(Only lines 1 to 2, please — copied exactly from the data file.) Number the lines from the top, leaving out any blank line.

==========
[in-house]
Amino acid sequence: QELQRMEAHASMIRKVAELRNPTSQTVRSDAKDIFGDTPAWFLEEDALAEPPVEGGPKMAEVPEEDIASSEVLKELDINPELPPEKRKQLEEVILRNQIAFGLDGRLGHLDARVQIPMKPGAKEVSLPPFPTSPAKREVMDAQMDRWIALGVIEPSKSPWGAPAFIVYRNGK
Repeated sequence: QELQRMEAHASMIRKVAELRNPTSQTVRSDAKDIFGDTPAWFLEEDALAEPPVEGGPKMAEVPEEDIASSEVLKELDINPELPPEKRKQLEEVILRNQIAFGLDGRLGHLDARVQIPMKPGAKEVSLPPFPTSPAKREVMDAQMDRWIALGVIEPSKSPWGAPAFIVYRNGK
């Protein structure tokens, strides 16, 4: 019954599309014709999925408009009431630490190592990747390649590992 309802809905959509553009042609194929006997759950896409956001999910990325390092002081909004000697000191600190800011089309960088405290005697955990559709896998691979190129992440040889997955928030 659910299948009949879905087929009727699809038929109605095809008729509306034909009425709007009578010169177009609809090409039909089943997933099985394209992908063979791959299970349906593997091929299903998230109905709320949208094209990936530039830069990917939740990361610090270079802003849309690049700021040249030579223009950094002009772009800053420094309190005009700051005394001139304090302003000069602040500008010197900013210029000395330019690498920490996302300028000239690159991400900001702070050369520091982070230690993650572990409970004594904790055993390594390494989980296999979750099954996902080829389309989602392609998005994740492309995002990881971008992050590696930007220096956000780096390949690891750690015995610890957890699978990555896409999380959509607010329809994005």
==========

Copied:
[in-house]
Amino acid sequence: QELQRMEAHASMIRKVAELRNPTSQTVRSDAKDIFGDTPAWFLEEDALAEPPVEGGPKMAEVPEEDIASSEVLKELDINPELPPEKRKQLEEVILRNQIAFGLDGRLGHLDARVQIPMKPGAKEVSLPPFPTSPAKREVMDAQMDRWIALGVIEPSKSPWGAPAFIVYRNGK